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This blog is about the fascinating, fun, and challenging things about the English language. I hope to entertain you and to help you with problems or just questions you might have with spelling and usage. I go beyond just stating what is right and what is wrong, and provide some history or some tips to help you remember. Is something puzzling you? Feel free to email me at wordlady.barber@gmail.com.
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Friday, December 9, 2011

Bless you!

It's winter, and many of us are sneezing (especially if we didn't get our flu vaccine). But until the mid-1400s, people fnesed (this wonderfully evocative word was pronounced “fnayz”). While words starting with fn- became rare, there were many starting with sn-, especially nose-related ones like “snivel”, “sniff”, “snort”, and “snot”. Gradually the venerable “fnese”, which dated back to Anglo-Saxon times, was supplanted by “sneeze”.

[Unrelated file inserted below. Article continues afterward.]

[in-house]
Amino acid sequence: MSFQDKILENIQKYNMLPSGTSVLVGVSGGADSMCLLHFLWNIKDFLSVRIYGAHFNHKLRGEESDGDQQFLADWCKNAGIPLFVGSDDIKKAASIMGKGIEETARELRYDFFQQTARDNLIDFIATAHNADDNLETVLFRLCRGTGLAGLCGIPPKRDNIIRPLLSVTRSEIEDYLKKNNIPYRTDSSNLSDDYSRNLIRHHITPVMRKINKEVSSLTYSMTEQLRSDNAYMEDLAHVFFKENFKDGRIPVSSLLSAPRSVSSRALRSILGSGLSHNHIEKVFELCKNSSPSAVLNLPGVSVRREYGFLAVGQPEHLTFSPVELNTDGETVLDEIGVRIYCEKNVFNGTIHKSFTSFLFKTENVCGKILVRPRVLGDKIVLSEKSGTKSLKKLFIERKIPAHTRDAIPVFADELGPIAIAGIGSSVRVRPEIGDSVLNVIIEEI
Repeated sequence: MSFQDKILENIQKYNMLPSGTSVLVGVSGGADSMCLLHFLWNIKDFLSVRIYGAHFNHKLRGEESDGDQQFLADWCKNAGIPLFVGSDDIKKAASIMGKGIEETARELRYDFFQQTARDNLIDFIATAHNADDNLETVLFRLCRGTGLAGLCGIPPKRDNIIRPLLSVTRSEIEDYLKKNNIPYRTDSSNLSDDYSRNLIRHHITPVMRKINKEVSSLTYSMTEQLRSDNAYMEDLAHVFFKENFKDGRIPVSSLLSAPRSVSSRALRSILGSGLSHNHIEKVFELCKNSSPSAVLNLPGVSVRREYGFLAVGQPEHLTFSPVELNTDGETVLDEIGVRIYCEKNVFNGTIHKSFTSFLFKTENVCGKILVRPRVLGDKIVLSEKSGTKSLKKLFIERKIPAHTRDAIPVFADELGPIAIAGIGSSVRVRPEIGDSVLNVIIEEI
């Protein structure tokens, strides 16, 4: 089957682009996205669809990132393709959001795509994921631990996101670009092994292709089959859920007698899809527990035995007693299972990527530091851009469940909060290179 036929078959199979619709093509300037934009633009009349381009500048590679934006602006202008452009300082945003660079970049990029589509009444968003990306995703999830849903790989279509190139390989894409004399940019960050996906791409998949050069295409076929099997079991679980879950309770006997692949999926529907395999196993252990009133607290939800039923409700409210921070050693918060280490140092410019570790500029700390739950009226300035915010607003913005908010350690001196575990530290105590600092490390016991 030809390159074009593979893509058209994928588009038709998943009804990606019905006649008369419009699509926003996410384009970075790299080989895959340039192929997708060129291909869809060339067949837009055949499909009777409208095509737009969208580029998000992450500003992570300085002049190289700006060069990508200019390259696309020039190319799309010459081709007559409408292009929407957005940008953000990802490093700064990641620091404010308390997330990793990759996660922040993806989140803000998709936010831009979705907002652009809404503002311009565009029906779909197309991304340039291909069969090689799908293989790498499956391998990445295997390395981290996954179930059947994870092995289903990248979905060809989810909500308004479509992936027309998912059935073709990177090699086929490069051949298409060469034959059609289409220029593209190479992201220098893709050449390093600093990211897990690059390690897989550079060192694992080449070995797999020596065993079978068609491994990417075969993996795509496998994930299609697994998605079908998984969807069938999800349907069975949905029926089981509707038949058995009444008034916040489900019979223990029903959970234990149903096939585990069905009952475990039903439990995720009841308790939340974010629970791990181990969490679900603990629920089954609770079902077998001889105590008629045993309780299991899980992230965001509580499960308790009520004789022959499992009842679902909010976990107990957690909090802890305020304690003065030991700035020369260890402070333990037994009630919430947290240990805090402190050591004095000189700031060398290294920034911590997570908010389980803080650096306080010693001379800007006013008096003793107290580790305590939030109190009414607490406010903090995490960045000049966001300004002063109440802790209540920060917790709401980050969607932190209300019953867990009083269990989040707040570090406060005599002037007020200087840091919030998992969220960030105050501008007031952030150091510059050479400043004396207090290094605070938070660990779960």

For the history of the word "flu", click here, and if you're wondering how to make it plural, click here.
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  1. Hello,

    My guess is (was!) that the current English word is related to (not directly, not descending from) the Latin one ("sternutare"). But that one started with an "s" longer time ago ...

    So, I'm not sure anymore.


  2. Not related to sternutare, but possibly ultimately related to the Greek root pneu (breathe).


About Me

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Canada's Word Lady, Katherine Barber is an expert on the English language and a frequent guest on radio and television. She was Editor-in-Chief of the Canadian Oxford Dictionary. Her witty and informative talks on the stories behind our words are very popular. Contact her at wordlady.barber@gmail.com to book her for speaking engagements; she can tailor her talks to almost any subject. She is also available as an expert witness for lawsuits.